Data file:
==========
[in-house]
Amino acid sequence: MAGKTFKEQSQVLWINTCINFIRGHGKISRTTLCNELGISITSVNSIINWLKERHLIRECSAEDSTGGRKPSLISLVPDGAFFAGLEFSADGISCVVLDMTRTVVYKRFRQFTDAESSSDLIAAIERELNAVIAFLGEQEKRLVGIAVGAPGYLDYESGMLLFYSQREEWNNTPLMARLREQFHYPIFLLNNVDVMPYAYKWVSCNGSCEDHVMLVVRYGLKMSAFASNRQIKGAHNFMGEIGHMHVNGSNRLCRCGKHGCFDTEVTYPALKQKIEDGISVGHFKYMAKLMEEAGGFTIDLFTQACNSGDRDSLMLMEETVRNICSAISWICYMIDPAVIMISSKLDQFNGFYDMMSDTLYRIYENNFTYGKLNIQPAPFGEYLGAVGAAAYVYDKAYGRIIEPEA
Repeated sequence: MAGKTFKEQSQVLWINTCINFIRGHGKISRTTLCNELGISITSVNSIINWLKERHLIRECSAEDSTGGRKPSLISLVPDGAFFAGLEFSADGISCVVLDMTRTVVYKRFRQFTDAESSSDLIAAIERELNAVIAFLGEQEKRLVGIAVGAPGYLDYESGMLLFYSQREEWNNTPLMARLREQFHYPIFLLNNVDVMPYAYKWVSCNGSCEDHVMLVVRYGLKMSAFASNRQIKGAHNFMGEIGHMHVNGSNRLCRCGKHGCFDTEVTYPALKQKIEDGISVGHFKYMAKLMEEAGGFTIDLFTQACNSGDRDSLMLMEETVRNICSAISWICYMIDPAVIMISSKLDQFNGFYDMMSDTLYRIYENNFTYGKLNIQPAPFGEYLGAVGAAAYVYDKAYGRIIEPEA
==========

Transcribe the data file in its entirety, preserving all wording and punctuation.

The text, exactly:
[in-house]
Amino acid sequence: MAGKTFKEQSQVLWINTCINFIRGHGKISRTTLCNELGISITSVNSIINWLKERHLIRECSAEDSTGGRKPSLISLVPDGAFFAGLEFSADGISCVVLDMTRTVVYKRFRQFTDAESSSDLIAAIERELNAVIAFLGEQEKRLVGIAVGAPGYLDYESGMLLFYSQREEWNNTPLMARLREQFHYPIFLLNNVDVMPYAYKWVSCNGSCEDHVMLVVRYGLKMSAFASNRQIKGAHNFMGEIGHMHVNGSNRLCRCGKHGCFDTEVTYPALKQKIEDGISVGHFKYMAKLMEEAGGFTIDLFTQACNSGDRDSLMLMEETVRNICSAISWICYMIDPAVIMISSKLDQFNGFYDMMSDTLYRIYENNFTYGKLNIQPAPFGEYLGAVGAAAYVYDKAYGRIIEPEA
Repeated sequence: MAGKTFKEQSQVLWINTCINFIRGHGKISRTTLCNELGISITSVNSIINWLKERHLIRECSAEDSTGGRKPSLISLVPDGAFFAGLEFSADGISCVVLDMTRTVVYKRFRQFTDAESSSDLIAAIERELNAVIAFLGEQEKRLVGIAVGAPGYLDYESGMLLFYSQREEWNNTPLMARLREQFHYPIFLLNNVDVMPYAYKWVSCNGSCEDHVMLVVRYGLKMSAFASNRQIKGAHNFMGEIGHMHVNGSNRLCRCGKHGCFDTEVTYPALKQKIEDGISVGHFKYMAKLMEEAGGFTIDLFTQACNSGDRDSLMLMEETVRNICSAISWICYMIDPAVIMISSKLDQFNGFYDMMSDTLYRIYENNFTYGKLNIQPAPFGEYLGAVGAAAYVYDKAYGRIIEPEA